Journal of Resources and Ecology ›› 2019, Vol. 10 ›› Issue (3): 289-295.DOI: 10.5814/j.issn.1674-764X.2019.03.007

• Resource Econmy • Previous Articles     Next Articles

Optimal Hybrid Power System Using Renewables for a Household in the UK

MIAO Chunqiong1,2(), TENG Kailiang2,3,*(), GAO Ya2, JI Jie2, WANG Yaodong2   

  1. 1. Electrical Engineering Department, Guangxi Electrical Polytechnic Institute, Nanning 530007, China
    2. Sir Joseph Swan Centre for Renewable Energy Research, School of Mechanical and System Engineering, Newcastle University, Newcastle upon Tyne NE1 7RU, UK
    3. College of Electrical Engineering, Guangxi University, Nanning 530004, China
  • Received:2018-05-25 Accepted:2018-08-30 Online:2019-05-30 Published:2019-05-30
  • Contact: TENG Kailiang
  • About author:

    First author: MIAO Chunqiong, E-mail:191605119@qq.com

  • Supported by:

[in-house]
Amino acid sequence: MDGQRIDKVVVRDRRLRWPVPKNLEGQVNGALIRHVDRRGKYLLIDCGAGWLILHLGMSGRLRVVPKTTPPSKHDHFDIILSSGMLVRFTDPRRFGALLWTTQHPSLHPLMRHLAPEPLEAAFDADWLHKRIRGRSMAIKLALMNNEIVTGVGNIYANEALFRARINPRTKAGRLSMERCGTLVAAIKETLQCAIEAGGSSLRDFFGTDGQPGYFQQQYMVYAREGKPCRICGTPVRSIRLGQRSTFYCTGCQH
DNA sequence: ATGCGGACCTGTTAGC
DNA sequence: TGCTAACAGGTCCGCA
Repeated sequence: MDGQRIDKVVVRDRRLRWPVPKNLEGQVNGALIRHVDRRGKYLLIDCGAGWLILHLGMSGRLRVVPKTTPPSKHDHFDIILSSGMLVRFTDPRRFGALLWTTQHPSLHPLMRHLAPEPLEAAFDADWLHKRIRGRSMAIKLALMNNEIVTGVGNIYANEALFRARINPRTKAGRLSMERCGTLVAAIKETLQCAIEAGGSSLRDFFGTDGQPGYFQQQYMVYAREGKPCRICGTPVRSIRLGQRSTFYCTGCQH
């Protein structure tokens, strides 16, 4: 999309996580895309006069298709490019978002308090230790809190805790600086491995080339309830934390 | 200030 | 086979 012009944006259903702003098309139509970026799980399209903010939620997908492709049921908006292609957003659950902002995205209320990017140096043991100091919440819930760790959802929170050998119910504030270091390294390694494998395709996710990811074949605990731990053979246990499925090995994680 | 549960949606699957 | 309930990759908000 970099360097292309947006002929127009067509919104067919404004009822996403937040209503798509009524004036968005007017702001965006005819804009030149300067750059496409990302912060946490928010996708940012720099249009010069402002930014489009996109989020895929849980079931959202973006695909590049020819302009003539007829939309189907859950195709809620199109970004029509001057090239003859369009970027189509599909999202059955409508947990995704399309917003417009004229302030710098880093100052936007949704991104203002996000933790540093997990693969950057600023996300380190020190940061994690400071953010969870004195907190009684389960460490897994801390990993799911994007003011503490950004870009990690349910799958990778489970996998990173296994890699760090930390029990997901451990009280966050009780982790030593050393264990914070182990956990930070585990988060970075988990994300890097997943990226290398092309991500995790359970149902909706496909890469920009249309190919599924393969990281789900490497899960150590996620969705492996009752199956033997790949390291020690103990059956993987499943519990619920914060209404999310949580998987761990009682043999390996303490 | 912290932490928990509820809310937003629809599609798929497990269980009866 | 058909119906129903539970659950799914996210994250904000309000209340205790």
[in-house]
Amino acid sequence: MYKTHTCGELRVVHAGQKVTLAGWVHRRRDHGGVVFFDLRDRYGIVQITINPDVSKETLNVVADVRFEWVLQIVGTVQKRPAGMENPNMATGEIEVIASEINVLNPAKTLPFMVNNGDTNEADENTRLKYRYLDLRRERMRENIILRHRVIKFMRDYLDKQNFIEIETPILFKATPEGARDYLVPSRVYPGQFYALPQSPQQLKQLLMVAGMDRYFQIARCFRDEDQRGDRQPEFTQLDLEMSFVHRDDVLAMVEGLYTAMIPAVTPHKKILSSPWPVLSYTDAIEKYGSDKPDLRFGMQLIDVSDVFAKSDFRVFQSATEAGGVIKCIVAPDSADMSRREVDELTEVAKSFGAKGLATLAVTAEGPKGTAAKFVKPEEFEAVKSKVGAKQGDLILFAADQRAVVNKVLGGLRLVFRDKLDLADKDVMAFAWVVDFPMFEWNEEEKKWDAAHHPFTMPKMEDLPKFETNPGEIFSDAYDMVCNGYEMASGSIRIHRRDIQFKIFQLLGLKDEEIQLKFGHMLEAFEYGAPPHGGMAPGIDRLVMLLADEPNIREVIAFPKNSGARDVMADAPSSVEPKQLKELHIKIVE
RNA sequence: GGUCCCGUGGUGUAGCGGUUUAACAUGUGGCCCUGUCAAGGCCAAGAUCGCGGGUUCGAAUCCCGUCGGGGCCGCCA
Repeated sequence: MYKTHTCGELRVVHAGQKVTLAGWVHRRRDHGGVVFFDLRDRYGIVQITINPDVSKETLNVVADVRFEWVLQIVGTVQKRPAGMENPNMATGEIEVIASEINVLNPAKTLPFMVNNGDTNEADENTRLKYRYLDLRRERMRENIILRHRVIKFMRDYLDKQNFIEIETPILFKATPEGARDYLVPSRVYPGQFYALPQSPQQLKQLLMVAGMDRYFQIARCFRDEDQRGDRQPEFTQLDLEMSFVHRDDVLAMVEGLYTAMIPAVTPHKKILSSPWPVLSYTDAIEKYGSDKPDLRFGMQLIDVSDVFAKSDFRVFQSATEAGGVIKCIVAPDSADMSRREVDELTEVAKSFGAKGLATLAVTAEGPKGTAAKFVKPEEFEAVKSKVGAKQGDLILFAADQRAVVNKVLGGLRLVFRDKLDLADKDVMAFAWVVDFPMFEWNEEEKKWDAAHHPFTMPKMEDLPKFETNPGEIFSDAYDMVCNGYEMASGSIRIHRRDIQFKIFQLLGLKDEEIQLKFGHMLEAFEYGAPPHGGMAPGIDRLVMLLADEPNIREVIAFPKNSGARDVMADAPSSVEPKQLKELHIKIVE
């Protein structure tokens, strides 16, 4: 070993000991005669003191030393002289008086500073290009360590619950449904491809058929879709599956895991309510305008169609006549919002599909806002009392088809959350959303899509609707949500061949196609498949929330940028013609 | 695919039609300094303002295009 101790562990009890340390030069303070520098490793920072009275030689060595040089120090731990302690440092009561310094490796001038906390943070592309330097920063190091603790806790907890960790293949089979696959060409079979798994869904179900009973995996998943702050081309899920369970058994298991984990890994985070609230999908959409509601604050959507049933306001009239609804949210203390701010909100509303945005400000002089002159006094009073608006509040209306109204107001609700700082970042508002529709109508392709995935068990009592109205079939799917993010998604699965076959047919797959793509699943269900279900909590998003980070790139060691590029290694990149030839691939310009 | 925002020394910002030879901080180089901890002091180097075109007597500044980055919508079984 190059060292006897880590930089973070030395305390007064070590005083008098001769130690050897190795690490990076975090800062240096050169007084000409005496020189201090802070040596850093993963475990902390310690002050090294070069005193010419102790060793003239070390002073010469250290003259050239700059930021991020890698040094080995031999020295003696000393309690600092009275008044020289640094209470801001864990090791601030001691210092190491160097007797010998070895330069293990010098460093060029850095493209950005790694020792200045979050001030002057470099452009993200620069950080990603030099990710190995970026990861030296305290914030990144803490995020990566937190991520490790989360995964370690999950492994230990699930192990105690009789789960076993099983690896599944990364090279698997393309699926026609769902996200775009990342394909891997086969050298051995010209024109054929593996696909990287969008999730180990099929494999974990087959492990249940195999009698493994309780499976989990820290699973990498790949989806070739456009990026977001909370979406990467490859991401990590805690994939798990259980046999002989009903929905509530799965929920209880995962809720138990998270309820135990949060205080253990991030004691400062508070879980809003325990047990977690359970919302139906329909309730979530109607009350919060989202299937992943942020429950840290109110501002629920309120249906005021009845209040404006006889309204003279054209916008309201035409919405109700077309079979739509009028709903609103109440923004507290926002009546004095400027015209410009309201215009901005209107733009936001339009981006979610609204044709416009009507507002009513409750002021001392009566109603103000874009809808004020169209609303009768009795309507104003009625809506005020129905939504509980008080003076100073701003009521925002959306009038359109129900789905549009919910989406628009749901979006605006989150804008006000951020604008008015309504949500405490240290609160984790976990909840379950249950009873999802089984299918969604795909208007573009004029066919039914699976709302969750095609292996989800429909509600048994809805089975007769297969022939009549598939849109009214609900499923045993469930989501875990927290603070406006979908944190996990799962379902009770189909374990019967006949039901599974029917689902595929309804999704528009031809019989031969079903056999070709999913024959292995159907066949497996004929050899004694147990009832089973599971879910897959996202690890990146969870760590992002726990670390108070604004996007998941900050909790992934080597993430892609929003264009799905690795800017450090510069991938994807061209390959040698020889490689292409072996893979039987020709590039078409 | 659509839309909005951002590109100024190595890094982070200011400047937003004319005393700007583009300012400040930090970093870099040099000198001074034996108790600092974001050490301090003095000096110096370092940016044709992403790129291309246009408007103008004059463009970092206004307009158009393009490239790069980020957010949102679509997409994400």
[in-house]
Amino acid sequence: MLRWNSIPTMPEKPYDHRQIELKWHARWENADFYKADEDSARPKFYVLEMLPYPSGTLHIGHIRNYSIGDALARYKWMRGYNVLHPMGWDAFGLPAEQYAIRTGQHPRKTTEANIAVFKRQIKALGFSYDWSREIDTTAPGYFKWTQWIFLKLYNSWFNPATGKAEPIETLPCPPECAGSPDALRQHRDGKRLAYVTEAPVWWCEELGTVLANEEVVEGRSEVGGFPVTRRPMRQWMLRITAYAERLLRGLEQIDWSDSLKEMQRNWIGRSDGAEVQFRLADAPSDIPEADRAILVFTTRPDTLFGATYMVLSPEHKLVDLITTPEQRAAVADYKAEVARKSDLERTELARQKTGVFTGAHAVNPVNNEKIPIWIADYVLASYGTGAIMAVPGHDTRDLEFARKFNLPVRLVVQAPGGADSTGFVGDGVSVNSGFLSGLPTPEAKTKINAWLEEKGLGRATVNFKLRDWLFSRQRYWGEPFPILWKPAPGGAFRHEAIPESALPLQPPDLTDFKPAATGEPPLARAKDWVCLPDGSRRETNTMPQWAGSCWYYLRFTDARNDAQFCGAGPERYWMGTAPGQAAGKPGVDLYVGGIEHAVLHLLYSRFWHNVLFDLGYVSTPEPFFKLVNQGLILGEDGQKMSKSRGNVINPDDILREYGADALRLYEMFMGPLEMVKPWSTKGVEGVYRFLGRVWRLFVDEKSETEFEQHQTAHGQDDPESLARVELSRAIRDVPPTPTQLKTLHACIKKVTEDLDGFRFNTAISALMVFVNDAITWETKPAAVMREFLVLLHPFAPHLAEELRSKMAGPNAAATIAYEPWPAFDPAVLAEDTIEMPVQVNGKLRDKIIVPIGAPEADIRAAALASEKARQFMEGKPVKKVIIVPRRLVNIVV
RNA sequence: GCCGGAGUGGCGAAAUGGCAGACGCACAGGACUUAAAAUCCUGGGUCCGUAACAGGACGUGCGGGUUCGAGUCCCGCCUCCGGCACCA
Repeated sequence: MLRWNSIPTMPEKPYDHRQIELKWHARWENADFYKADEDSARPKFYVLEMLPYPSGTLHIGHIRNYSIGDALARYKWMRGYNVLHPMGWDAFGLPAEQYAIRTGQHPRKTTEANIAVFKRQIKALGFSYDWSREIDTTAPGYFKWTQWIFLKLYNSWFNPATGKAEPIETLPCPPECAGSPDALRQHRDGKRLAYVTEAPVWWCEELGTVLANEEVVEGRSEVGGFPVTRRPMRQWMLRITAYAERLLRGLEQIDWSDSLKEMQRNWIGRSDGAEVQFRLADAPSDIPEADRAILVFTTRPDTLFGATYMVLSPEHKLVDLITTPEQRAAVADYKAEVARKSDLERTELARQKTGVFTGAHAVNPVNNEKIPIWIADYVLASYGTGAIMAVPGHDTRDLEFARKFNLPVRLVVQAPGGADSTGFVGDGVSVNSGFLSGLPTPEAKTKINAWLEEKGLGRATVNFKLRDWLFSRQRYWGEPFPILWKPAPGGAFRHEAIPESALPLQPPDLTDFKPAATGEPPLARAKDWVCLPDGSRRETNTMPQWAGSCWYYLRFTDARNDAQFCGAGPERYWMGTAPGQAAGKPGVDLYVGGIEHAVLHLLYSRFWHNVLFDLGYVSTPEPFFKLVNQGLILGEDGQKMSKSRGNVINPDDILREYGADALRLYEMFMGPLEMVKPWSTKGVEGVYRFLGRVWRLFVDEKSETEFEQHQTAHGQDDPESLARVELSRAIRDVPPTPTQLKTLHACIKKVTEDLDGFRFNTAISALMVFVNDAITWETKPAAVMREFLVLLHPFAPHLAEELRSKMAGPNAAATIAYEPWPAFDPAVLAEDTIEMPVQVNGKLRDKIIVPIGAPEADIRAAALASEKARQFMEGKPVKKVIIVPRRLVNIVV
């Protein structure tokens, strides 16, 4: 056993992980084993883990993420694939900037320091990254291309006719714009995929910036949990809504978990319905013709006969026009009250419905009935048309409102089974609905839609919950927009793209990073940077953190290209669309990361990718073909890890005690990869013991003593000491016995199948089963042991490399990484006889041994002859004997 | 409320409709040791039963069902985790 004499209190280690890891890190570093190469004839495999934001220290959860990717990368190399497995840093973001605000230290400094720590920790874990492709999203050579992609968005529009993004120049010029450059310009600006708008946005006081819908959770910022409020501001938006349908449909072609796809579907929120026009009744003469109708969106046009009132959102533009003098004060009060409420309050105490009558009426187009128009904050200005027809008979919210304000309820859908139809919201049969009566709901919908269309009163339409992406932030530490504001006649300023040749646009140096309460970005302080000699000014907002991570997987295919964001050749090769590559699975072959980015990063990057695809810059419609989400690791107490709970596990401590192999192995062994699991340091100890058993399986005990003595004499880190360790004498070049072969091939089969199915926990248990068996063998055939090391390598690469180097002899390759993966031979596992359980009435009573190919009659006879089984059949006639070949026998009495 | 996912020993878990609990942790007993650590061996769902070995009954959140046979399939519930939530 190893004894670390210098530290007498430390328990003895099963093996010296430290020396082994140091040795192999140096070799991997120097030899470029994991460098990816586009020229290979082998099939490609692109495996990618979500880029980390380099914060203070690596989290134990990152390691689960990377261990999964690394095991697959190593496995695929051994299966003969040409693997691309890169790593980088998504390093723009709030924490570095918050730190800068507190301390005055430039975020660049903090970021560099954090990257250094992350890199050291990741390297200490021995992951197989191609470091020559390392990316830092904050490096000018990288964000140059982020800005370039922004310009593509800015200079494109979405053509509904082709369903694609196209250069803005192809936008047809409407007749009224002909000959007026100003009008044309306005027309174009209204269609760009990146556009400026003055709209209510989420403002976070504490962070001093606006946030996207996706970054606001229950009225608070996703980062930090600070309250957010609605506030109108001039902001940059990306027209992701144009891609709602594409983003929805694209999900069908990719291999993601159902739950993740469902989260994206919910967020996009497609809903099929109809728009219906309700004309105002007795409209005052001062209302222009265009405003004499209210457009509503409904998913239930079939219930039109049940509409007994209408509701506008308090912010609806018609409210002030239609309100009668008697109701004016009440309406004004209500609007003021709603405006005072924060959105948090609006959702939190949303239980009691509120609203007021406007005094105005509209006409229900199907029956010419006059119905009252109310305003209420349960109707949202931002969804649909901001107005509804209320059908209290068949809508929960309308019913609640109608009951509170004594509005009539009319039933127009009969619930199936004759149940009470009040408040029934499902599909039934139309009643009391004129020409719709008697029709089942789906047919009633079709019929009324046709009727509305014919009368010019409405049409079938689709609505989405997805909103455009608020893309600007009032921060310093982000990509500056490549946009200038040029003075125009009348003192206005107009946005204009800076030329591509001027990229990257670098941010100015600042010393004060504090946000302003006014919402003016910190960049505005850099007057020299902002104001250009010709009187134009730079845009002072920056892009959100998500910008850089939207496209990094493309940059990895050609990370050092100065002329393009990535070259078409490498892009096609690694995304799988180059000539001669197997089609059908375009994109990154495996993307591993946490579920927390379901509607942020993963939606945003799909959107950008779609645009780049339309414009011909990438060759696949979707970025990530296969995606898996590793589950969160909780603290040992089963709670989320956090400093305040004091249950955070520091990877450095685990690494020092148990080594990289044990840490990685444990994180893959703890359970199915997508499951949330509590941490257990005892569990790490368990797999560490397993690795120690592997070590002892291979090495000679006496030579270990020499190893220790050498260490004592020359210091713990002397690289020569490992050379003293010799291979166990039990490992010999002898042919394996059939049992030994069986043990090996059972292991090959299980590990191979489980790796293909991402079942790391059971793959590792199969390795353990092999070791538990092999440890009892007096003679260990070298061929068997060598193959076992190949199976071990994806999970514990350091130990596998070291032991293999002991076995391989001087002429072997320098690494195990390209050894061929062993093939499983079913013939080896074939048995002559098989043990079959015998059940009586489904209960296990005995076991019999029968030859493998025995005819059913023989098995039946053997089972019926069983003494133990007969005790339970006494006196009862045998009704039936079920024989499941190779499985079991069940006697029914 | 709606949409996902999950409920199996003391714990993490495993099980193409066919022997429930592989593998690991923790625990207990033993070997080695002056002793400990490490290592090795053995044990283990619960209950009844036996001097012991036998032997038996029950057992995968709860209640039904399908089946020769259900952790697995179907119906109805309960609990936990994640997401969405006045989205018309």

The Project of Guangxi University Outstanding Post-graduate Student Abroad;The Project of Guangxi University for Youth (2018KY1120, 2018KY1121)

Abstract:

The aim of this study is to find an optimal design for a distributed hybrid renewable energy system (HRES) for a residential house in the UK. The hybrid system, which consists of wind turbines, PV arrays, a biodiesel generator, batteries and converters, is designed to meet the known dynamic electrical load of the house and make use of renewable energy resources available locally. Hybrid Optimization Model for Electric Renewables (HOMER) software is used for this study. Different combinations of wind turbines, PV arrays, a biodiesel generator and batteries are evaluated and compared using the NPC (Net Present Cost) method to find the optimal solutions. The HRES is modeled, simulated and optimized using HOMER. The results showed that the wind-biodiesel engine-battery system was the best with the lowest NPC (USD 60254) and the lowest COE (Cost of Energy, USD 0.548/kWh) while the second best system added PV arrays. This study gives evidence of the key contribution wind turbines make to HRES due to abundant wind resources in the UK, especially in Wales.

Key words: distributed energy, optimal hybrid renewable energy system, NPC